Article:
Development

Advocates are embracing a new first step to help the homeless: permanent housing

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A recently opened housing development in Philadelphia, Pennsylvania for chronically ill homeless men and women.

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City of Philadelphia

Becky Kanis Margiotta was trying to help the homeless in Times Square, working for Breaking Ground. She was surrounded by dozens of other organizations within just a few blocks, all trying to solve the same problem.

“Our original theory was, ‘Could you knit [those organizations] together and have that result in a quantifiable reduction in homelessness?’ And quickly we learned that the answer was ‘no.’”

The shelters and treatment programs were all temporary solutions. “The Band-Aid became the solution and the Band-Aid doesn’t in any way solve the problem,” Margiotta says.

Then she stumbled on a game-changing idea: Instead of shuffling people into temporary shelters and drug treatment programs as they’d been doing, they could put them in permanent housing first and then start dealing with addiction and mental health issues.

This idea is known as Housing First. And it’s been spreading. Margiotta led a successful four-year campaign to house 100,000 homeless people across the country. It ended just last year. A follow-up campaign, Zero: 2016, is running now.

Studies show that offering Housing First policies can actually save taxpayers' money. Researcher Dennis Culhane completed an influential study of the cost of services for homeless with mental illness in New York in 2002. What he found was that services for the homeless quickly add up. Take shelters, for example.

“For many people, they think, ‘Wow, just open up this place, throw in these beds. It should be pretty cheap,’” Culhane says. “In fact, running a facility, and all the costs associated with facilities and meals and laundry and staff and security, it actually is much more expensive than you’d think. And per bed it’s actually much more expensive than a conventional apartment.”

Hospital visits are pricey too.

“Many of the conditions for which a homeless person is in the ER, they can’t self-care and they end up getting admitted to the hospital when they might not need to,” Culhane explains. “Once they’re in the hospital, they end up staying longer than the usual patients, because they don’t have a place to be discharged to.”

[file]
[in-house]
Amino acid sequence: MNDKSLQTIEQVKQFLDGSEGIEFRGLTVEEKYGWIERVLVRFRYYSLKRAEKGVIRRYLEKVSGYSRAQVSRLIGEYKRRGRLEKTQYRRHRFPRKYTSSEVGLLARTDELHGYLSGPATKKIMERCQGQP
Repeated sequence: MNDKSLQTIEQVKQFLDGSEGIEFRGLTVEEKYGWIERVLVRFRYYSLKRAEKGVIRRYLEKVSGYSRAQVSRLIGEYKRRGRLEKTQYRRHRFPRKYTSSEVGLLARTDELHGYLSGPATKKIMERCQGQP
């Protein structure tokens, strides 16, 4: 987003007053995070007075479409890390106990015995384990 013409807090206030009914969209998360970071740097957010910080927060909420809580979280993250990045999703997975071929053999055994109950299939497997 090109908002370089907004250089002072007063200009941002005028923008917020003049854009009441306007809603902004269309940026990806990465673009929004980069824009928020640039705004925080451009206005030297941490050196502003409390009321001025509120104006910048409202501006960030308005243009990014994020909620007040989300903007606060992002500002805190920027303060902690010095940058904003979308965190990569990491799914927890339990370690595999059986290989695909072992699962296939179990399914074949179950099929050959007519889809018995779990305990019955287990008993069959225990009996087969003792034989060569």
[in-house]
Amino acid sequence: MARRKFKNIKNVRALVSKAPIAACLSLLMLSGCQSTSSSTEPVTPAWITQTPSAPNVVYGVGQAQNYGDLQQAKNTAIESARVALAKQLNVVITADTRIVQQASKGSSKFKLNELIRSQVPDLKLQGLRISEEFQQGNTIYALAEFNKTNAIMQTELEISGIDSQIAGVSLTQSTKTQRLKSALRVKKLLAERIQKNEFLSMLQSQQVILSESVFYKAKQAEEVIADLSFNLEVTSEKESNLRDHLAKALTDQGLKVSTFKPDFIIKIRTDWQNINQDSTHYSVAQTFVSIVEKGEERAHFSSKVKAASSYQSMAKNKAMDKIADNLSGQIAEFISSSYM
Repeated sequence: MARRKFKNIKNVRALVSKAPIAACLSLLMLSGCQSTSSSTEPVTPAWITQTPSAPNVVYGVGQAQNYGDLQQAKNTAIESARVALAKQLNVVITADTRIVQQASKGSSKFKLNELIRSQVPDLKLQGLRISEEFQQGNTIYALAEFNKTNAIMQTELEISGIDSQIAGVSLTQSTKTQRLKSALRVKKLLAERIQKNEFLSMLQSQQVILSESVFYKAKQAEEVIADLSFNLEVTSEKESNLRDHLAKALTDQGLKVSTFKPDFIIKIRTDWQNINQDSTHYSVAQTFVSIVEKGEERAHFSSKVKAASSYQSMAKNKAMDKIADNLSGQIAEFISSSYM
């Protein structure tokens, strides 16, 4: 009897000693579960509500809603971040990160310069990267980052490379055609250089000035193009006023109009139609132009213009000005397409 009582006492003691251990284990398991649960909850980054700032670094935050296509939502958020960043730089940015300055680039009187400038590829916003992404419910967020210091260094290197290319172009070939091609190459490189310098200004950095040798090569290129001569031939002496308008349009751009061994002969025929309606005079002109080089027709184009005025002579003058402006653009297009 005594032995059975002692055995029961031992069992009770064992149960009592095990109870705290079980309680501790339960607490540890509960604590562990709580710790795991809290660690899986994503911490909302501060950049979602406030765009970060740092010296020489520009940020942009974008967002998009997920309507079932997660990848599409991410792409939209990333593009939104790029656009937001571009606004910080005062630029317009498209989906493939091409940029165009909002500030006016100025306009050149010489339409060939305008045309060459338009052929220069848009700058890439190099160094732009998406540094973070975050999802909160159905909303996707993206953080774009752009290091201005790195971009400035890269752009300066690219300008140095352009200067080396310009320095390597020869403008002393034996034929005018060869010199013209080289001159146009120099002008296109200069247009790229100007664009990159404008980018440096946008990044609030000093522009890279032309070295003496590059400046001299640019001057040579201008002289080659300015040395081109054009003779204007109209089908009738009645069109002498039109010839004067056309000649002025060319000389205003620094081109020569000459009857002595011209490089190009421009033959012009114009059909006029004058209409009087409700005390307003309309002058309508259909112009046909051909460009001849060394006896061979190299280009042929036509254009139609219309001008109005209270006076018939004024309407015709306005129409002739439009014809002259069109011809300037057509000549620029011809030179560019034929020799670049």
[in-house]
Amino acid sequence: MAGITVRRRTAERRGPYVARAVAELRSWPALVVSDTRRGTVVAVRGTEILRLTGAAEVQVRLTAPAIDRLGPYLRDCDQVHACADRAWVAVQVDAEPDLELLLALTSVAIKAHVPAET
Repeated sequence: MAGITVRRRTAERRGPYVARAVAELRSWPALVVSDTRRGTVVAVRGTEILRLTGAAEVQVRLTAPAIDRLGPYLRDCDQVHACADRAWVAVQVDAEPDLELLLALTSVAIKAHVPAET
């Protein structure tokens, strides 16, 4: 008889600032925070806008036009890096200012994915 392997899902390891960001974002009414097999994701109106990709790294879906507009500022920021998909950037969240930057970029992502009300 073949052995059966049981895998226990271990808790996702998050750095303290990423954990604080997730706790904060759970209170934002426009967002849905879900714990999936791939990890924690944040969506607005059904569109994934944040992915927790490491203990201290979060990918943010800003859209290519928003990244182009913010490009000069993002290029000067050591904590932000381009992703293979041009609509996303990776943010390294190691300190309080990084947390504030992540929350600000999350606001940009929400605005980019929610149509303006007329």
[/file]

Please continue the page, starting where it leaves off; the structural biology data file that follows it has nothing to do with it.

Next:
When you add it all up, Culhane says chronic homelessness costs around $20,000 per person per year. And the elderly, or those with mental health issues, cost even more.

According to his research, it costs less to house someone permanently — closer to $12,000 to $14,000 per slot.

The problem is, just because a solution is cheaper, doesn’t mean you can actually make it happen.

“The resources and dollars are siloed politically,” Culhane says. “And you can’t take money that could be saved in healthcare and move it over and pay for housing. So there are frustrating obstacles that exist in the whole political process and they exist for a reason, but which I think are frustrating.”

There are critics of Housing First policies. They say it’s a one-size-fits-all solution that doesn’t work for everybody. And by not requiring drug addiction or mental health treatment first, before providing permanent housing, it enables those issues to persist.

But Margiotta says providing housing and treatment for addiction or mental health are two different issues. “Detangling behavioral health issues from whether or not someone should be in a home I think is an important step to take as a society and realizing that is a health issue, a public health issue. And putting someone on the streets doesn’t do anything at all to help that person with that health issue.”

For Margiotta, Housing First delivers on a promise she says we’ve already made.

“[Providing housing] is something we as a society have already agreed is a good thing. That worse comes to worse, we definitely don’t want people to not have a home.”

This story first aired as an interview on PRI's Innovation Hub. Subscribe to the Innovation Hub podcast.

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